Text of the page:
Commemoration as a Zero-sum Game?

One important way to answer the questions posted above would be to consider how the singularity of the Holocaust implies that recognition of the Armenian genocide would possibly diminish the suffering inflicted on Jewish victims.

For example, when the memories of black slavery and European colonialism clash with the memories of the Holocaust in contemporary multicultural societies it drives competitive memory – as a zero-sum struggle over scarce resources.

An example which could help to understand these dynamics even better: Time and time again, when the Armenian genocide bill has come to motion in in the Israeli Parliament, the main concern has been to refrain from compromizing a deeply rooted element of Israeli-Jewish identity associated with the most tragic event in Jewish history: the memory of the Holocaust as ‘unique’. The Israeli Parliament may fear that recognition of the Armenian genocide and marking its annual international commemoration day on April 24, could pave the way for future legislation of a national Memorial Day that could ‘compete’ with Yom HaShoah (the Israeli national day of commemoration) also marked in Israel in late April every year.

Recognition of the Armenian Genocide Emphasizes the Global Lesson of the Holocaust

Recognition of the Armenian genocide would mean emphasizing the global lesson of the Holocaust: that the Holocaust is a symbol of the abuse of minority rights and dehumanization of any religious, ethnic group. Specifically, placing such an emphasis on recognition of the Armenian genocide would also help strengthen international norms such as the UN’s Responsibility to Protect (R2P) and bodies such as the International Criminal Court (ICC).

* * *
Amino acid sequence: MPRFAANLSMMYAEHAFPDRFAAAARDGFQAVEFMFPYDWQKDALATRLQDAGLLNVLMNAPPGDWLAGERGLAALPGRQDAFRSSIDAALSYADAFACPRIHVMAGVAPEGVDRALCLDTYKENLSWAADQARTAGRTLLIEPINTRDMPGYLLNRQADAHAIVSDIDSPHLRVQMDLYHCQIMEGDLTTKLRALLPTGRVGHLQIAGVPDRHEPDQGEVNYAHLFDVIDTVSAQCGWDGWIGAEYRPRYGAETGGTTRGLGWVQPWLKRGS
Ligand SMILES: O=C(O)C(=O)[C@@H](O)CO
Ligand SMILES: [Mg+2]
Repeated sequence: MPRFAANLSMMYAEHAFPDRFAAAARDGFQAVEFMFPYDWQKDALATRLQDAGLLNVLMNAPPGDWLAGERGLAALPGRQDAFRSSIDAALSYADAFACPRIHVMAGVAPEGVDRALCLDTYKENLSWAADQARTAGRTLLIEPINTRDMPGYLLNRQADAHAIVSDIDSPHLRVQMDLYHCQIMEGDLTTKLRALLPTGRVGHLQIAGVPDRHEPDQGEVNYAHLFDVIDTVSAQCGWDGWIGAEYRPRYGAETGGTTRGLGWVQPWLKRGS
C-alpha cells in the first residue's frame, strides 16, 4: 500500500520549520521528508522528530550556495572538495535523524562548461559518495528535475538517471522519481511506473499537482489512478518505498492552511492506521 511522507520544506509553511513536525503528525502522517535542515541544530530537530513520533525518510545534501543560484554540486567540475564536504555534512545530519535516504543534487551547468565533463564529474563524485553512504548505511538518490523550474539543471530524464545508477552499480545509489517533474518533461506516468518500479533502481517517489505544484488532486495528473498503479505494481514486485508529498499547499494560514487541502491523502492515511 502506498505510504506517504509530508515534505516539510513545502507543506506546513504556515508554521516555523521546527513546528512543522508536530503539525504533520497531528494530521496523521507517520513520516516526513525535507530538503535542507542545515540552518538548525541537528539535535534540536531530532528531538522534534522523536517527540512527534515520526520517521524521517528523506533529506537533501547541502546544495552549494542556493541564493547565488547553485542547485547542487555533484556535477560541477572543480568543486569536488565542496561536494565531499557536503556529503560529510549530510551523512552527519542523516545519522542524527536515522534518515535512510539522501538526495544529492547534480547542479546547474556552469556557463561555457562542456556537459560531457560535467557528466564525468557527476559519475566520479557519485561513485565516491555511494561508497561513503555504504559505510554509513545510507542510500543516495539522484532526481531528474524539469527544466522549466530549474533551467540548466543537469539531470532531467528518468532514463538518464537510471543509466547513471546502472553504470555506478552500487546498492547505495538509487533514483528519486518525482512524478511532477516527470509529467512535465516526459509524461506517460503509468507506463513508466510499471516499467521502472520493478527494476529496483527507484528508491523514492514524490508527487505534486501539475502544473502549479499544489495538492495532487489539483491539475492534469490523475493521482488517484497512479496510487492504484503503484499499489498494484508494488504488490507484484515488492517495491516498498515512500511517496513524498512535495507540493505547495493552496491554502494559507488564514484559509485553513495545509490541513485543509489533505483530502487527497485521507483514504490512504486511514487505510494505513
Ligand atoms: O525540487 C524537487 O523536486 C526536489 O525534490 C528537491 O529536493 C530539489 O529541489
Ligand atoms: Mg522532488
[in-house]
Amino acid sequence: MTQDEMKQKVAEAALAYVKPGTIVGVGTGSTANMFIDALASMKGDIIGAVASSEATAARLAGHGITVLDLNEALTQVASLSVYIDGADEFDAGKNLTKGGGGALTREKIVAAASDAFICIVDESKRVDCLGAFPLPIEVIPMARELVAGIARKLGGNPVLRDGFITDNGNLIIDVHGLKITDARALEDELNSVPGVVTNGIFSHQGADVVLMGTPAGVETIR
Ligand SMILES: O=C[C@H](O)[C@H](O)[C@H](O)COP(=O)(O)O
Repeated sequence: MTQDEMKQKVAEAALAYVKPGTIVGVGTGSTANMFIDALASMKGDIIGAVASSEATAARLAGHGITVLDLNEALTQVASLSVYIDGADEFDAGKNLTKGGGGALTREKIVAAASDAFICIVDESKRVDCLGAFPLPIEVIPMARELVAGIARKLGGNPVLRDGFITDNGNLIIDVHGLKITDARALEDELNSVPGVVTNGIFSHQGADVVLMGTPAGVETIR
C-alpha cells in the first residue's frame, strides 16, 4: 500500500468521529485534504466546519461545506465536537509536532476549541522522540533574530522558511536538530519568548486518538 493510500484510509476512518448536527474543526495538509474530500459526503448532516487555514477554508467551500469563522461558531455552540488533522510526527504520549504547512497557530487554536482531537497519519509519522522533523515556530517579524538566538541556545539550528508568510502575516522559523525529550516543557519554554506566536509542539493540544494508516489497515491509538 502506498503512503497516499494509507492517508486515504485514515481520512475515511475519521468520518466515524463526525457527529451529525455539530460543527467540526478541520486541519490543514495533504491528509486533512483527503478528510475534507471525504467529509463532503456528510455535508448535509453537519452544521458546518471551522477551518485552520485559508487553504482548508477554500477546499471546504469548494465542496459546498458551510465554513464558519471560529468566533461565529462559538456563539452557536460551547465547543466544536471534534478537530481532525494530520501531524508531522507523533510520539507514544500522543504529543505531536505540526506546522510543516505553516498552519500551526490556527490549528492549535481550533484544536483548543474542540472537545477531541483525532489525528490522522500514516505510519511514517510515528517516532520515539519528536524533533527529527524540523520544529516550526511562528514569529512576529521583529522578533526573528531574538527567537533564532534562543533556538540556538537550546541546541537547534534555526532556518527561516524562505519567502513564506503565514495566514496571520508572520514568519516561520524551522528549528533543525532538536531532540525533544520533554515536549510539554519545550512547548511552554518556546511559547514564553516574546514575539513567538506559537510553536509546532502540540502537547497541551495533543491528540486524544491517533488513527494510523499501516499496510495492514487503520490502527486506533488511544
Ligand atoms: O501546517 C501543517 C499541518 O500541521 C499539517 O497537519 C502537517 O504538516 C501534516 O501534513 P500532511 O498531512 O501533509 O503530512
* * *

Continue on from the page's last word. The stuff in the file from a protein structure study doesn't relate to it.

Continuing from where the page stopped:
Ultimately, recognition of the Armenian genocide could also help to reduce competition among victims’ groups in immigrant as well as multicultural societies – specifically the assertion that the Holocaust is ‘unique’ in human history – and to underpin the universal lesson of the Holocaust by affirming protection of minority rights.

 


PRIF Report 6/2020 CoverDownload (pdf): Ben Aharon, Eldad (2020): How Do We Remember the Armenian Genocide and the Holocaust? A Global View of an Integrated Memory of Perpetrators, Victims and Third–Party Countries, PRIF Report 6/2020, Frankfurt/M.

 

 

 

 

 

 


 

 

Eldad Ben Aharon

Eldad Ben Aharon

Dr. Eldad Ben Aharon is a Post-Doctoral Minerva Fellow and Associate Researcher in PRIF’s “Glocal Junctions” research department. He obtained his PhD in history from Royal Holloway University of London in 2019. Dr. Ben Aharon specializes in the diplomatic history of the Middle East during the Cold War. He carries out research on Israel’s and Turkey’s foreign policy and his other main areas of research interest are Holocaust memory, comparative genocide studies, counter-terrorism and theory and practice of oral history.

Eldad Ben Aharon

Dr. Eldad Ben Aharon is a Post-Doctoral Minerva Fellow and Associate Researcher in PRIF’s “Glocal Junctions” research department. He obtained his PhD in history from Royal Holloway University of London in 2019. Dr. Ben Aharon specializes in the diplomatic history of the Middle East during the Cold War. He carries out research on Israel’s and Turkey’s foreign policy and his other main areas of research interest are Holocaust memory, comparative genocide studies, counter-terrorism and theory and practice of oral history.